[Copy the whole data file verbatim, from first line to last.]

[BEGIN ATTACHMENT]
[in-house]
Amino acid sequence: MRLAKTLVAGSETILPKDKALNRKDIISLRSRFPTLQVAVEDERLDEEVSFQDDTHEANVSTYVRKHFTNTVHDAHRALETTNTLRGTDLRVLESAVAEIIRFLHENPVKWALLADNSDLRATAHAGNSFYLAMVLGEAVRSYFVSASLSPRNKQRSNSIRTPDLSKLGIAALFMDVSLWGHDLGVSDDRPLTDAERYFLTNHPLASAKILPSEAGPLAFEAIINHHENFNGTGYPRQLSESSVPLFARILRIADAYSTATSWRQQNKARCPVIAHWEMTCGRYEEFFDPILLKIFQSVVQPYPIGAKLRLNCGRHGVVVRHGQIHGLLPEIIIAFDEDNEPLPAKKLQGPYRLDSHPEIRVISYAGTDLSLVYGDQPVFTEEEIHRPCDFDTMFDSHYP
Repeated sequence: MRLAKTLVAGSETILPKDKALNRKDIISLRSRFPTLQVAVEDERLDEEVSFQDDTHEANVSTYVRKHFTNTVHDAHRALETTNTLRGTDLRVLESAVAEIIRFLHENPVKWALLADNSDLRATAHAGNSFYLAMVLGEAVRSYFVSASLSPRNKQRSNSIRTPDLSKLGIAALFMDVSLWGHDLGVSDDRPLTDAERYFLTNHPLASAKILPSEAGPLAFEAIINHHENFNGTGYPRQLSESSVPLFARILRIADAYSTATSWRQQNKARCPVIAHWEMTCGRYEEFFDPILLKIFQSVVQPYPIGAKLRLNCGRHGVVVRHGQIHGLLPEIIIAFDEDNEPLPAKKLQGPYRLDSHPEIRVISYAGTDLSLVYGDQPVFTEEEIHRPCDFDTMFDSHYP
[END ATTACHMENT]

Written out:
[in-house]
Amino acid sequence: MRLAKTLVAGSETILPKDKALNRKDIISLRSRFPTLQVAVEDERLDEEVSFQDDTHEANVSTYVRKHFTNTVHDAHRALETTNTLRGTDLRVLESAVAEIIRFLHENPVKWALLADNSDLRATAHAGNSFYLAMVLGEAVRSYFVSASLSPRNKQRSNSIRTPDLSKLGIAALFMDVSLWGHDLGVSDDRPLTDAERYFLTNHPLASAKILPSEAGPLAFEAIINHHENFNGTGYPRQLSESSVPLFARILRIADAYSTATSWRQQNKARCPVIAHWEMTCGRYEEFFDPILLKIFQSVVQPYPIGAKLRLNCGRHGVVVRHGQIHGLLPEIIIAFDEDNEPLPAKKLQGPYRLDSHPEIRVISYAGTDLSLVYGDQPVFTEEEIHRPCDFDTMFDSHYP
Repeated sequence: MRLAKTLVAGSETILPKDKALNRKDIISLRSRFPTLQVAVEDERLDEEVSFQDDTHEANVSTYVRKHFTNTVHDAHRALETTNTLRGTDLRVLESAVAEIIRFLHENPVKWALLADNSDLRATAHAGNSFYLAMVLGEAVRSYFVSASLSPRNKQRSNSIRTPDLSKLGIAALFMDVSLWGHDLGVSDDRPLTDAERYFLTNHPLASAKILPSEAGPLAFEAIINHHENFNGTGYPRQLSESSVPLFARILRIADAYSTATSWRQQNKARCPVIAHWEMTCGRYEEFFDPILLKIFQSVVQPYPIGAKLRLNCGRHGVVVRHGQIHGLLPEIIIAFDEDNEPLPAKKLQGPYRLDSHPEIRVISYAGTDLSLVYGDQPVFTEEEIHRPCDFDTMFDSHYP